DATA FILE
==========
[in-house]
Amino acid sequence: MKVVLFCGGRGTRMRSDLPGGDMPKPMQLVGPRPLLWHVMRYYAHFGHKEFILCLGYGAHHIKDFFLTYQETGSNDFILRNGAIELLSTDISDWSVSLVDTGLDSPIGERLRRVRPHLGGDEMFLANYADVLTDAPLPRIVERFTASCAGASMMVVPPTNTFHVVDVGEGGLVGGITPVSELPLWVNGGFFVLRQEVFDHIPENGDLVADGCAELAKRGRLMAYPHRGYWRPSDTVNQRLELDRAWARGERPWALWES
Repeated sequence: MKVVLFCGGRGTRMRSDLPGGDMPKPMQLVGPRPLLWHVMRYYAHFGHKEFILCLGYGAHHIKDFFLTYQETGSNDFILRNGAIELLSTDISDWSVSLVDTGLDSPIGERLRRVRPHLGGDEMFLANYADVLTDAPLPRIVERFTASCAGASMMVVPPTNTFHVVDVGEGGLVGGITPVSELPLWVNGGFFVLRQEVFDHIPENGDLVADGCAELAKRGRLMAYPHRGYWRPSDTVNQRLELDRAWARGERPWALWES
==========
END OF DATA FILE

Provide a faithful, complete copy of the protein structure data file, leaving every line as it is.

[in-house]
Amino acid sequence: MKVVLFCGGRGTRMRSDLPGGDMPKPMQLVGPRPLLWHVMRYYAHFGHKEFILCLGYGAHHIKDFFLTYQETGSNDFILRNGAIELLSTDISDWSVSLVDTGLDSPIGERLRRVRPHLGGDEMFLANYADVLTDAPLPRIVERFTASCAGASMMVVPPTNTFHVVDVGEGGLVGGITPVSELPLWVNGGFFVLRQEVFDHIPENGDLVADGCAELAKRGRLMAYPHRGYWRPSDTVNQRLELDRAWARGERPWALWES
Repeated sequence: MKVVLFCGGRGTRMRSDLPGGDMPKPMQLVGPRPLLWHVMRYYAHFGHKEFILCLGYGAHHIKDFFLTYQETGSNDFILRNGAIELLSTDISDWSVSLVDTGLDSPIGERLRRVRPHLGGDEMFLANYADVLTDAPLPRIVERFTASCAGASMMVVPPTNTFHVVDVGEGGLVGGITPVSELPLWVNGGFFVLRQEVFDHIPENGDLVADGCAELAKRGRLMAYPHRGYWRPSDTVNQRLELDRAWARGERPWALWES